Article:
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Mercedes-Benz G-Class (1990 - 2017)

G-SHOCK (some text hidden)

By Jonathan Crouch

Introductionword count: 63

Solid as a rock, tougher than granite and impervious to the sands of time, there's nothing quite like a Mercedes G-Class. Politically incorrect, hugely expensive and compromised on-road, it won't satisfy those simply after a Range Rover or Mercedes GL-Class-style luxury SUV. But those in search of the most awesomely capable off roader money can buy will love the thought of owning one.

Modelsword count: 8

5dr SUV (3.0 V6 diesel, 5.5 V8 petrol)

Historyword count: 338

You know the real thing when you see it and, when it comes to off roading 4x4s, this is the real thing, the Mercedes G-Class. The 'G' stands for 'Gelandewagen', which roughly translates as 'go anywhere car', 'go anywhere' in this case meaning just about any inhospitable part of the globe you can think of, from the Sahara desert to -53-degrees C in the Siberian Arctic. Ordinary luxury SUV buyers, in other words, need not apply. And yet they do. Over thirty years after it was originally launched for Cold War military use as well as civilian transport, the G-class these days enjoys a new lease of life as a fashion icon you're as likely to find on the Kings Road as in the Kalahari. This hand-built off-roader is the longest serving passenger car in Mercedes-Benz's 120-year history, with a track record that includes everything from the transportation of two Popes to an outright win in the gruelling Paris-Dakar Rally Three decades have seen this car successfully overcome any obstacle it has encountered - including obsolescence. Which is why it's still going strong, offered in modernday form with a choice of six cylinder diesel or in wild AMG form with petrol V8 power. The concept behind the 'Gelandewagen' was first mooted to Mercedes by the Shah of Iran in 1970 and civilian versions arrived in 1979. The '463'-series model we look at here was first launched in 1990 and sold until 2018, when the car was thoroughly re-engineered for the modern age. It's the pre-2018 G-Class model we look at here as a used buy. Only a Land Rover Defender could rival this SUV off road, a utilitarian alternative with feeble diesel power that few would want to run as everyday transport. The Gelandewagen, in contrast, manages to be just as capable, yet at the same time as powerful and luxurious as any Range Rover. It is, quite simply, unique - but then uniqueness can take many forms, not all of them desirable. Let's check this car out.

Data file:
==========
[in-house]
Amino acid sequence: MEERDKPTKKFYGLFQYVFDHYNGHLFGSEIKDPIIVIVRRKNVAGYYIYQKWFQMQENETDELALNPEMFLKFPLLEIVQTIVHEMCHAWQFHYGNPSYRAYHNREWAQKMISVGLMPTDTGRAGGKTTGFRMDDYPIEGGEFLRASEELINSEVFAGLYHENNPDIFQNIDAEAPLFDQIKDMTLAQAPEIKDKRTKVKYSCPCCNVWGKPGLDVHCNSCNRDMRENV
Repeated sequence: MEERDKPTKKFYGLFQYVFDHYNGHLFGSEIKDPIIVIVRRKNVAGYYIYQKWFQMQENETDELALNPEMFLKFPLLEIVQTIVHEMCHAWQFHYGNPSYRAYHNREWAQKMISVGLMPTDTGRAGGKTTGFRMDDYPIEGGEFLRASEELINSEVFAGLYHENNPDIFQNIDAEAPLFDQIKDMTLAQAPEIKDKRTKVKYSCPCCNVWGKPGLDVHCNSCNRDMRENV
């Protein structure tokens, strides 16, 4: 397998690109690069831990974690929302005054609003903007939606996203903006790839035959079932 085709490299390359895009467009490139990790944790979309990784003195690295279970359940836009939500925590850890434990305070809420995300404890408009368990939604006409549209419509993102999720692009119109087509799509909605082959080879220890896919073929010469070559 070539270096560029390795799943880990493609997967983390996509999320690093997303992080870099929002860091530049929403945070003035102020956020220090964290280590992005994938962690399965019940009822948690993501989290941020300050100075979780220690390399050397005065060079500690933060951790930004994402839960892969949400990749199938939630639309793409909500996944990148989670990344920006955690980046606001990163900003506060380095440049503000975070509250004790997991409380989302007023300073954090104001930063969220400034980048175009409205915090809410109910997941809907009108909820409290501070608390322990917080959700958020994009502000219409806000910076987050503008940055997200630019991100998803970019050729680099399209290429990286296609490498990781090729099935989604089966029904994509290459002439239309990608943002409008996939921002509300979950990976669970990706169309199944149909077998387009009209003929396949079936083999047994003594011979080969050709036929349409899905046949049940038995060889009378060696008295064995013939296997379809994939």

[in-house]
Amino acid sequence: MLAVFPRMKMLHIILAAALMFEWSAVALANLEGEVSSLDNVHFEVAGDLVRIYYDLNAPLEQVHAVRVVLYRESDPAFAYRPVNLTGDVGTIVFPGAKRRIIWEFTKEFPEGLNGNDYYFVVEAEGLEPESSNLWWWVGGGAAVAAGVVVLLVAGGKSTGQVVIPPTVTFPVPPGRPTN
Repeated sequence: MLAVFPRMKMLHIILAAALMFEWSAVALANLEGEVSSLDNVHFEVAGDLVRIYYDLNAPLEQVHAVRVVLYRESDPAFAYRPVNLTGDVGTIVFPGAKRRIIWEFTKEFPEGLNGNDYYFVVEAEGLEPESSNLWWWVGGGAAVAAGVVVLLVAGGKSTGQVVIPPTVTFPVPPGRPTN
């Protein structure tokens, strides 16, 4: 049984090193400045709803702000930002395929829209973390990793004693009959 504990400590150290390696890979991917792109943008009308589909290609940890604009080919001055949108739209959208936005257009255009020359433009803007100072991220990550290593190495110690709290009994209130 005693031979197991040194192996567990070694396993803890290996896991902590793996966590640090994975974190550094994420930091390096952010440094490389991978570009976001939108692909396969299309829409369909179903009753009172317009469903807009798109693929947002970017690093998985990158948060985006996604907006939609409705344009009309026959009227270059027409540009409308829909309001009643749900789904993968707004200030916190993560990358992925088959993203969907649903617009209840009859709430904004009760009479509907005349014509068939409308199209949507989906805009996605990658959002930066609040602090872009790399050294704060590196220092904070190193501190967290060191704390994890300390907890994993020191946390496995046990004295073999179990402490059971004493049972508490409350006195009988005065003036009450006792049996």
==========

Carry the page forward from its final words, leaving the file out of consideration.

What You Getword count: 433

By anyone's reckoning, this is an unlikely fashion accessory. Yet despite a setsquare shape with the aerodynamic qualities of a semi-detached house, that's exactly what this G-Class has become. We're looking here at the W463 series third generation model, first introduced way back in 1990. Other markets offered buyers short wheelbase hardtop or convertible three-door variants but here, only long wheelbase derivatives were on offer, all hand-built for Mercedes by off road specialists Steyr-Puch in Graz, Austria. All models sit on the same, tough ladder-frame chassis and use the simplest mechanicals to ensure that they can be easily serviced and maintained in all parts of the world. Some of the bits are borrowed from Mercedes commercial vehicles and there's definitely more than a whiff of LCV once you take your high-set seat in the cabin. From here, you'll need no convincing of this Gelandewagen's half century of heritage thanks to ergonomics that remind you just how much automotive design has progressed since the late Eighties. Hence the upright driving position, the appalling low-set sat nav placement and the siting of the gearstick miles away from where you'd ideally want it. To be fair, the interior design team have made some effort to justify the asking price with leather upholstery and burr walnut trim but you don't have to look too far beyond this to discover the lashings of utilitarian black vinyl that surround it. But again, it's all down to your expectations. This is essentially a car that was designed back in the Eighties, so expecting it to rival a modern large luxury SUV for interior ambience is a bit ridiculous. Anyway, it's certainly practical, the boxy glassy shape offering good all-round visibility marred only by that huge spare wheel on the rear door. Which, when you come to load up the boot, makes said door a pretty heavy thing to swing back and forth. Still, get it open and a huge boot reveals itself. Push forward the rear seats and there's a removal van-like 2250-litres of space on offer, about the same as the more car-like GL/GLS-Class model from this era and easily dwarfing the 1950-litres you'd get from an apparently enormous Mercedes E-Class Estate. Both of those models of course can seat up to seven people, not an option for G-Class customers, despite this car's enormous 4.6m length. Still, for those you can carry in the back seat, things are relatively spacious and comfortable - at least for two adults. Three will be a bit more of a squash but kids will be fine and will love the commanding view out.

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Pictures (high res disabled)

Scoring (subset of scores)

Category: Crossover or SUV 4x4s

Performance
80%
Handling
50%
Comfort
50%
Space
70%
Styling, Build, Value, Equipment, Depreciation, Handling, Insurance and Total scores are available with our full data feed.

This is an excerpt from our full review.
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